“Till that word can be dug out of us, why should they hear the babble that we think we mean? How can they meet us face to face till we have faces.”
C. S. Lewis, Till We Have Faces (1956)
William Wildblood has an interesting post about the sanitary masks, which are now mandatory for English shoppers. They are also mandatory here, with compliance close to universal. Wildblood is rankled by the English mandate and has interesting things to say about the spiritual cost of truckling to authority, effacing personal identity, and melting into the anonymous herd of false faces. But I have learned to love my mask and believe we will never give them up or put them away.
The sanitary masks are certainly a symbol of compliance, and this naturally provokes resentment in any man of spirit who is jealous of his traditional liberties. But a man who is jealous of his traditional liberties, and who speaks with contempt of these ‘face diapers,’ should ask himself what sense of the word jealousy applies to this case. Is he like a “jealous husband” who is defending his claim to his wife’s affection? Or is he like a “jealous ex-boyfriend” who is raging over something he lost long ago?
Do we still have faces with which we would wish to meet one another? I am of course using the word face in the sense Lewis uses it in his great allegory, and in the sense St. Paul uses it in the famous passage in 1 Corinthians (13:12). Men and women identify one another by their faces, so that to have a “face” is to have a fully formed identity. It is to have become who you are, and thus to finally be who you are. For Lewis and St. Paul, this face is not simply a fully formed visage of a full-grown man or woman, but rather a fully formed soul that has become, in time, what it is and always will be in eternity.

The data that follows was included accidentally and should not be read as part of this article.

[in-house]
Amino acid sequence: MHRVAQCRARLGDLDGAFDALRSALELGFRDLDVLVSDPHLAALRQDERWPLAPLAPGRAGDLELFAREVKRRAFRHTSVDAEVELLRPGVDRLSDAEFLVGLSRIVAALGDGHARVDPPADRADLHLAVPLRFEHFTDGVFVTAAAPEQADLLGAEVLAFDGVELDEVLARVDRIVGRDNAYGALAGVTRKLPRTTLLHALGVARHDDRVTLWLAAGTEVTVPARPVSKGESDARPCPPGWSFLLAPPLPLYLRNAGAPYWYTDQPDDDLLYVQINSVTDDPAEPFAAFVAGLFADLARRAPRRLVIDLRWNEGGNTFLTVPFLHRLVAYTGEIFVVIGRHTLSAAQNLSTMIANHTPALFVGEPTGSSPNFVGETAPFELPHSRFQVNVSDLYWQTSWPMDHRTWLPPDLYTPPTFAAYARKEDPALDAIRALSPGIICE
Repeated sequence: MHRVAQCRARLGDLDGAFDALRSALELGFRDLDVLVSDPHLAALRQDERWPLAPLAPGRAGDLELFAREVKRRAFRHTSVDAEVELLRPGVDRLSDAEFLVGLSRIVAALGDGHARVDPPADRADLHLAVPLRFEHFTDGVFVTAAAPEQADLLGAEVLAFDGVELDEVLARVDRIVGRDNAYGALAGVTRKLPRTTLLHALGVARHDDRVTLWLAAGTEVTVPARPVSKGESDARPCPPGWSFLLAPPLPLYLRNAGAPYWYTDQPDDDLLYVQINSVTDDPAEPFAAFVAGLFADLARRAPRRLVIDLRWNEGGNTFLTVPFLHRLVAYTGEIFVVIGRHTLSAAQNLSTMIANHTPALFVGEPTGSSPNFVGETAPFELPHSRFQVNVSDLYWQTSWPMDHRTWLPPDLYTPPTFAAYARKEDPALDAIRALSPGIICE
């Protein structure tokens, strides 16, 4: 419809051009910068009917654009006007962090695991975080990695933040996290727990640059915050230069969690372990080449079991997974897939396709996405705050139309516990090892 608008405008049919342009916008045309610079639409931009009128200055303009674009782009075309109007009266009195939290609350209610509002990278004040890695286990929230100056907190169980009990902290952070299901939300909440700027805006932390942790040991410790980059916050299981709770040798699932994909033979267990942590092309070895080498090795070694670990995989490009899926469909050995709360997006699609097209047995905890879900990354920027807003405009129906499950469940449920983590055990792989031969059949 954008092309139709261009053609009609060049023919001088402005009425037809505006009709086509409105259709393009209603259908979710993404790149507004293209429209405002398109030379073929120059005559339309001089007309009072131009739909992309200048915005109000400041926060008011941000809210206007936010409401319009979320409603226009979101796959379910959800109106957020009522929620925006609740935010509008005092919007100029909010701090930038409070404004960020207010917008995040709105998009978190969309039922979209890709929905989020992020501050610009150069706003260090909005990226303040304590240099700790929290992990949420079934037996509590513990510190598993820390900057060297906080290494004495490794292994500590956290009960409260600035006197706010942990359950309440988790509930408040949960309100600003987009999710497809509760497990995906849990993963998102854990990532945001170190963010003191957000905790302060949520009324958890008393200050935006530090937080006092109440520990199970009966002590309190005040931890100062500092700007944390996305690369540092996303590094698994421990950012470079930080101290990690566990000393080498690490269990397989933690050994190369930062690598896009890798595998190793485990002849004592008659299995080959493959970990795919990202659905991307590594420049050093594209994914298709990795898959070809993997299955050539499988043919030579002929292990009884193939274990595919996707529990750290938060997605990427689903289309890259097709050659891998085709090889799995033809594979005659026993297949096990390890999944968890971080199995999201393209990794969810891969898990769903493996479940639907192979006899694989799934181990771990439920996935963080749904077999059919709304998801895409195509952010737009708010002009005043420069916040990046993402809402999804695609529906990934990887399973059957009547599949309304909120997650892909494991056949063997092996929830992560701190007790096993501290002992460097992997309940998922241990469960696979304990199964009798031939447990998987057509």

Lewis expresses this same idea of the fully formed soul when he speaks of “that word” that we finally dig out of ourselves after years of mere babbling, just like a child that can at last tell you its name. No man can really know God until he can tell God who he is. No man will be shown the face of God until he can show God his own face. This is because God can have no clear identity or meaning for a man until that man has a clear identity and meaning for God.
When a man is ashamed of what he has become, he will of course cover his face and go into hiding, from himself, from his fellow men, and from God. This is why men with souls that are unformed or deformed are so happy in the anonymous herd of a “faceless crowd.”
Have you considered how the sanitary masks have made a visit to the grocery store so much more like an hour on the internet? We have all of us learned the pleasure of leaving our faces behind.
Does this mean that I have learned to love my mask because my soul is hideously unformed or deformed? I do not think so. I am not saying that my soul has grown into something altogether lovely in the sight of man or God (or even myself), but I do believe I have pretty well become who I am. After years of “babbling,” I have dug out that “word” and said it, and now have only to wait and hear what God says in answer. For better or worse, I have my own face and know my own name.
But I have learned to love my mask because I have learned to feel fear when I feel the eyes, and look into the faces, of too many other men. As I became what I am, they also became what they are. And now that we are all fully formed, we recoil in a welter of fear, loathing and shame.
This is why I believe that I am not the only one who has learned to love my mask, and why I believe we will never give them up or put them away.